While it's no one's optimal position to be in, it's certainly an important one that should be taken very seriously. After all, it will change the rest of your and your child's lives.

Thankfully, there's help and support available to you. If you want to know how to get the results you deserve from your court hearing, you're in the right place.

Keep reading to learn about six expert tips to help you win your child custody battle.

1. Assess Your Unique Situation

Before you do anything else, take a step back and analyze where you are in your child custody battle. Here are some questions to ask yourself to properly analyze your situation.

Have you or the other parent filed the custody petition?

If you haven't filed for custody already, then you're not in a custody battle yet. This initial step needs to be completed if mediation is unsuccessful.

Have you attempted mediation?

Speaking of mediation, make sure that you have indeed made a full attempt at this before involving a court hearing.

If you need help, don't stress. Canada has many territorial and provincial programs to assist families.

Making sure that you've gone through these first steps before the legalities begin is important in achieving the best outcome.

2. Establish Areas of Disagreement

Before you have your court hearing, you want to be fully prepared. Pinpointing and understanding where the custody disagreement is coming from is a vital step.

This comprehensive understanding will allow you and your lawyer to come up with the best gameplan. Identify why mediation was not successful.

  • Did you and the other parent want different visitation time amounts?
  • Is physical location an issue in your case?
  • Is anyone being accused of drug abuse, neglect, or endangerment of any kind?

Review these details with your lawyer so that you can be prepared for what the other parent may bring up during the hearing, along with any evidence you can provide. You want to be as prepared as possible.

3. Get Inside the Judge's Head

Figuring out how and why a judge decides custody in the manner which they do is invaluable. There are many different factors that go into this decision, not all of which will apply to your situation.

Check out this list of possibilities of what a judge will consider:

  • Each parent's ability to properly raise the child.
  • The closeness of the relationship each parent has with the child.
  • The employment status of both parents.
  • Which parent the child prefers to live with.
  • The physical and mental health of both parents.
  • If moving to another location would affect the child negatively.
  • If a relationship with both parents is encouraged.

As you can see, not all these factors will apply to every child custody battle. But you'll need to figure out which ones apply to yours to get into your judge's head.

Take a step back and look at your case from their perspective. How do things look for you? This will help you to build the strongest case in your favor.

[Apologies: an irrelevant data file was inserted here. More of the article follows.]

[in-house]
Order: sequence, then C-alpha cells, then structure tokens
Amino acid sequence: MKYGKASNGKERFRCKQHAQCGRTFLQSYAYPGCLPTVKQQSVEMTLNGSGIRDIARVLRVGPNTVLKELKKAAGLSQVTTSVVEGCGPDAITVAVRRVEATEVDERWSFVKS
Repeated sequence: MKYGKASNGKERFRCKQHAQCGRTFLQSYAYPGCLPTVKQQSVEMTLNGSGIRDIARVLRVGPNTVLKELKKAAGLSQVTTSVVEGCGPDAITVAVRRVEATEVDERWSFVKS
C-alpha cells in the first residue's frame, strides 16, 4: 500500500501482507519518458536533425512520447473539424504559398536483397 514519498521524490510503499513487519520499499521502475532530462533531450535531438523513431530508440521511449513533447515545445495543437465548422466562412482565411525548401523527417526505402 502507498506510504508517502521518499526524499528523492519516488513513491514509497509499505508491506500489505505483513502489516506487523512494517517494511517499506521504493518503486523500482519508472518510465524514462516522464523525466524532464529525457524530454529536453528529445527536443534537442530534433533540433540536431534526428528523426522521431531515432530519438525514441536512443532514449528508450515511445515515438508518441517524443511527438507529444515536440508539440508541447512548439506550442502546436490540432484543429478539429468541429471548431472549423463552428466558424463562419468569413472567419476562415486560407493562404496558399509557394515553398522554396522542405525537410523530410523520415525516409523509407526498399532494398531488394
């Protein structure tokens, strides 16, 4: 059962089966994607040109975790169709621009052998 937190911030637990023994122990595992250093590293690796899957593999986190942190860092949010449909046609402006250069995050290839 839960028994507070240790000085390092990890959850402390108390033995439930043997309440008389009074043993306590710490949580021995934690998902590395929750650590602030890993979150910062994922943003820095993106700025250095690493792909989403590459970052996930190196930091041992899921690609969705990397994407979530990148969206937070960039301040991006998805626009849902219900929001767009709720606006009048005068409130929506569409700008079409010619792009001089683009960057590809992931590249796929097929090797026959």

4. How to Prove That You Should Have Custody

Now that you've gathered all necessary information, consider these tips.

Prove You Can Provide Wellness for the Child

Show that under your care, the child will have good eating, sleeping, and exercising habits. If you encourage your child to be involved with activities like sports or music lessons, for example, evidence of this will be helpful.

Your lawyer can help you assemble the appropriate proof.

Liberal Visitation Rights

Judges tend to support parents who are open to their child having a relationship with the other parent as well. Showing that you are open to this will help your case.

When Joint Custody Happens

If the judge rules in favor of joint custody, you shouldn't feel like you've lost the battle. In many cases, this is the ruling that best suits the child.

5. Lawyers Aren't Optional in a Child Custody Battle

When your child's future is on the line, cutting corners isn't an option. For this reason, hiring a family lawyer during your child custody battle is an absolute must.

During this stressful time in your life, you should allow yourself time to process with your family and your child. Filling out paperwork and trying to understand legalities all on your own is time-consuming.

It can also lead to common or costly errors. These errors, in turn, will cause more stress and delays in your case. A lawyer will free up your time and ensure that no mistakes happen.

6. Avoid Anger

This one may seem like a no-brainer, but when people are under extreme stress, it can cause anger. When going through a child custody battle, it's important to always stay calm and positive.

A great tip is to imagine that the judge can see everything you're doing. If you reveal your anger and frustration to the other parent, you can be sure the judge will hear about it in court.

If you feel that you cannot avoid anger when in contact with them, try to minimize this contact. For example, use school as a place to pick up or drop off your child instead of the other parent's home.

You Can Do This!

We know how difficult this time can be. A child custody battle is someone no one wants to go through, but when you come out on the other side you'll be that much stronger.

Just remember to follow the tips above in order to get the best possible outcome. Attention to these details is invaluable as you prepare for and attend your custody hearing.

And if you have any questions or need assistance along the way, we're here for you. Just contact us anytime and we'd be more than happy to lend a hand.